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Chapter 18 Vectors and Arrays. John Keyser’s Modification of Slides by Bjarne Stroustrup www.stroustrup.com/Programming. Abstract. arrays, pointers, copy semantics, elements access, references Next lecture: parameterization of a type with a type (templates), and range checking (exceptions).

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Chapter 18 vectors and arrays

Chapter 18Vectors and Arrays

John Keyser’s

Modification of Slides by

BjarneStroustrup

www.stroustrup.com/Programming


Abstract
Abstract

  • arrays, pointers, copy semantics, elements access, references

  • Next lecture: parameterization of a type with a type (templates), and range checking (exceptions).


Overview
Overview

  • Vector revisited

    • How are they implemented?

  • Pointers and free store

  • Destructors

  • Copy constructor and copy assignment

  • Arrays

  • Array and pointer problems

  • Changing size

  • Templates

  • Range checking and exceptions


Reminder
Reminder

  • Why look at the vector implementation?

    • To see how the standard library vector really works

    • To introduce basic concepts and language features

      • Free store (heap)

      • Copying

      • Dynamically growing data structures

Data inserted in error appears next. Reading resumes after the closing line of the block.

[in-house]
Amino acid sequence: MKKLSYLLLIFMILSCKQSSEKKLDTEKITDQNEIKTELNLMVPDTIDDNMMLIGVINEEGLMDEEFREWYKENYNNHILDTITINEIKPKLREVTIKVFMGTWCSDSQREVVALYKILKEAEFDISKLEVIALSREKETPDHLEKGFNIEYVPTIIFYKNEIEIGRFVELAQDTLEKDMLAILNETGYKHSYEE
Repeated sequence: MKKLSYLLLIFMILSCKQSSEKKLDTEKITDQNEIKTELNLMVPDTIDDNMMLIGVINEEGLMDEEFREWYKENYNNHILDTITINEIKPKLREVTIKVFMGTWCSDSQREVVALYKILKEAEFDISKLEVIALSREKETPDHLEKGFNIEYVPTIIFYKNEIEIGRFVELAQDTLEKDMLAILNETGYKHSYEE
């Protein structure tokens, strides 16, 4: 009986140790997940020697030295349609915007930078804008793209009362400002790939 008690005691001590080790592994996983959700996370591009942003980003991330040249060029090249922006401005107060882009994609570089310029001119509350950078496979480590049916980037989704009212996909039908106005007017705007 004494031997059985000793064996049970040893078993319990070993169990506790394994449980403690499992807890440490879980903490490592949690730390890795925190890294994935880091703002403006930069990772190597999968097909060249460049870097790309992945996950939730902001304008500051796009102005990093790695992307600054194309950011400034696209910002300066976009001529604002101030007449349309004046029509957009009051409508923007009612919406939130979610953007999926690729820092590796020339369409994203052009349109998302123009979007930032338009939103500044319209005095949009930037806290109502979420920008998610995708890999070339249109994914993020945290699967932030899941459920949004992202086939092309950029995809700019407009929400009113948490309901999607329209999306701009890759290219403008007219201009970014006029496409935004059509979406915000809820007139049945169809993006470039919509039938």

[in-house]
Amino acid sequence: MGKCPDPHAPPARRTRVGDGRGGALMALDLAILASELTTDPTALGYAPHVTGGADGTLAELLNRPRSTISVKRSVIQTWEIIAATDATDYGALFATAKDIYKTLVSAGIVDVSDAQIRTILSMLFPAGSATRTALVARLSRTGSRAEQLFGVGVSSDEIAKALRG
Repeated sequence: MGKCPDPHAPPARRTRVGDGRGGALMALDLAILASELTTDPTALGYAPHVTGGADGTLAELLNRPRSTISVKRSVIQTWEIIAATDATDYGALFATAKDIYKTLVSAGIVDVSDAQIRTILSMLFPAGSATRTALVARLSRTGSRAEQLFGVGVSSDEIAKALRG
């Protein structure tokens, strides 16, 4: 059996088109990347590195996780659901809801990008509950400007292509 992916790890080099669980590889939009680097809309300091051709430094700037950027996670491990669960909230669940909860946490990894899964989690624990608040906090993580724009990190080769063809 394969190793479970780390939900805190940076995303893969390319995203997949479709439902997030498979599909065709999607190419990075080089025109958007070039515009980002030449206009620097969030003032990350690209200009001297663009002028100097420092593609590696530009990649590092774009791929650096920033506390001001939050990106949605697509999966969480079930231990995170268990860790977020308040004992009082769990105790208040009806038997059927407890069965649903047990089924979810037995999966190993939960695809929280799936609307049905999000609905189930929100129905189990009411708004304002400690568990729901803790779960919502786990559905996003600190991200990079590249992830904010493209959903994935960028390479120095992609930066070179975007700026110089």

• To see how to directly deal with memory

    • To see the techniques and concepts you need to understand C

      • Including the dangerous ones

    • To demonstrate class design techniques

    • To see examples of “neat” code and good design


Vector
vector

// a very simplified vector of doubles (as far as we got in chapter 17):

class vector {

intsz; // the size

double* elem; // pointer to elements

public:

vector(int s) :sz(s), elem(new double[s]) { } // constructor

// new allocates memory

~vector() { delete[ ] elem; } // destructor

// delete[] deallocatesmemory

double get(int n) { return elem[n]; } // access: read

void set(int n, double v) { elem[n]=v; } // access: write

int size() const { return sz; } // the number of elements

};


A problem
A problem

  • Copy doesn’t work as we would have hoped (expected?)

    void f(int n)

    {

    vector v(n); // define a vector

    vector v2 = v; // what happens here?

    // what would we like to happen?

    vector v3;

    v3 = v; // what happens here?

    // what would we like to happen?

    // …

    }

  • Ideally: v2 and v3 become copies of v (that is, = makes copies)

    • And all memory is returned to the free store upon exit from f()

  • That’s what the standard vector does,

    • but it’s not what happens for our still-too-simple vector


Na ve copy initialization the default
Naïve copy initialization (the default)

void f(int n)

{

vector v1(n);

vector v2 = v1; // initialization:

// by default, a copy of a class copies its members

// so sz and elemare copied

}

3

v1:

v2:

3

Disaster when we leave f()! v1’s elements are deleted twice (by the destructor)


Na ve copy assignment the default
Naïve copy assignment (the default)

void f(int n)

{

vector v1(n);

vector v2(4);

v2 = v1; // assignment :

// by default, a copy of a class copies its members

// so sz and elem are copied

}

3

v1:

2nd

1st

v2:

4 3

Disaster when we leave f()! v1’s elements are deleted twice (by the destructor) memory leak: v2’s elements are not deleted


Copy constructor initialization
Copy constructor (initialization)

class vector {

int sz;